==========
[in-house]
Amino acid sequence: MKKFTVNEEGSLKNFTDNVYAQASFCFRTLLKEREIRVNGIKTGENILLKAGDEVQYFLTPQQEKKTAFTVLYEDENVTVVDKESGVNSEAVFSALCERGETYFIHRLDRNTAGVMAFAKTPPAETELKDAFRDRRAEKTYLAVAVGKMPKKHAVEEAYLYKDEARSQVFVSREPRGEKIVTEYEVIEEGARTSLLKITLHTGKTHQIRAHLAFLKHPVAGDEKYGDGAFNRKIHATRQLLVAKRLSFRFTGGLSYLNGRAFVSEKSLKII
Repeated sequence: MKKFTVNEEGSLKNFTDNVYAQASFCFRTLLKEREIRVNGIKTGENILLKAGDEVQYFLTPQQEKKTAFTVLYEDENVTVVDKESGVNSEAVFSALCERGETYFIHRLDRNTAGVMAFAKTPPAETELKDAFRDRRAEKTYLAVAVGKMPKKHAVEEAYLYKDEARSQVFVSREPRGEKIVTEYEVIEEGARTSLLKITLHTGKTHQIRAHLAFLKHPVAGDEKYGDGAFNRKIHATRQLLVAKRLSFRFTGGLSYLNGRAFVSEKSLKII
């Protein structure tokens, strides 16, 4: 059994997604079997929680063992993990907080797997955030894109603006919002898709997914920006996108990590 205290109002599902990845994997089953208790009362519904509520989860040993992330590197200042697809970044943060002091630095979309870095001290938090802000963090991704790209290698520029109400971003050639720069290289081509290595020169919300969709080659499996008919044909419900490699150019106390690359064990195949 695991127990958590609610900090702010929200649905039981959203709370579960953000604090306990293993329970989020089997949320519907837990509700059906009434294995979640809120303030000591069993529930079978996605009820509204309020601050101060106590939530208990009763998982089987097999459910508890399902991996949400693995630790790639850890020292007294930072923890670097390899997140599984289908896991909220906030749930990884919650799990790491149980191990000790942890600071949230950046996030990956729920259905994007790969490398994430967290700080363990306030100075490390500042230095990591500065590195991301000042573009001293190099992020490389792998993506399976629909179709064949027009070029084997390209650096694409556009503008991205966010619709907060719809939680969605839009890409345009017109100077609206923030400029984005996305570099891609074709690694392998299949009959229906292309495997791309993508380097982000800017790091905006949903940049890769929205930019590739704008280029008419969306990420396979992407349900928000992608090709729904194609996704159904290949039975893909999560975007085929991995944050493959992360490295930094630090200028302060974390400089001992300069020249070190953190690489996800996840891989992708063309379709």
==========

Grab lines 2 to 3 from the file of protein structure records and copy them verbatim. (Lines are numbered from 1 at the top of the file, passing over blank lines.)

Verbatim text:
Amino acid sequence: MKKFTVNEEGSLKNFTDNVYAQASFCFRTLLKEREIRVNGIKTGENILLKAGDEVQYFLTPQQEKKTAFTVLYEDENVTVVDKESGVNSEAVFSALCERGETYFIHRLDRNTAGVMAFAKTPPAETELKDAFRDRRAEKTYLAVAVGKMPKKHAVEEAYLYKDEARSQVFVSREPRGEKIVTEYEVIEEGARTSLLKITLHTGKTHQIRAHLAFLKHPVAGDEKYGDGAFNRKIHATRQLLVAKRLSFRFTGGLSYLNGRAFVSEKSLKII
Repeated sequence: MKKFTVNEEGSLKNFTDNVYAQASFCFRTLLKEREIRVNGIKTGENILLKAGDEVQYFLTPQQEKKTAFTVLYEDENVTVVDKESGVNSEAVFSALCERGETYFIHRLDRNTAGVMAFAKTPPAETELKDAFRDRRAEKTYLAVAVGKMPKKHAVEEAYLYKDEARSQVFVSREPRGEKIVTEYEVIEEGARTSLLKITLHTGKTHQIRAHLAFLKHPVAGDEKYGDGAFNRKIHATRQLLVAKRLSFRFTGGLSYLNGRAFVSEKSLKII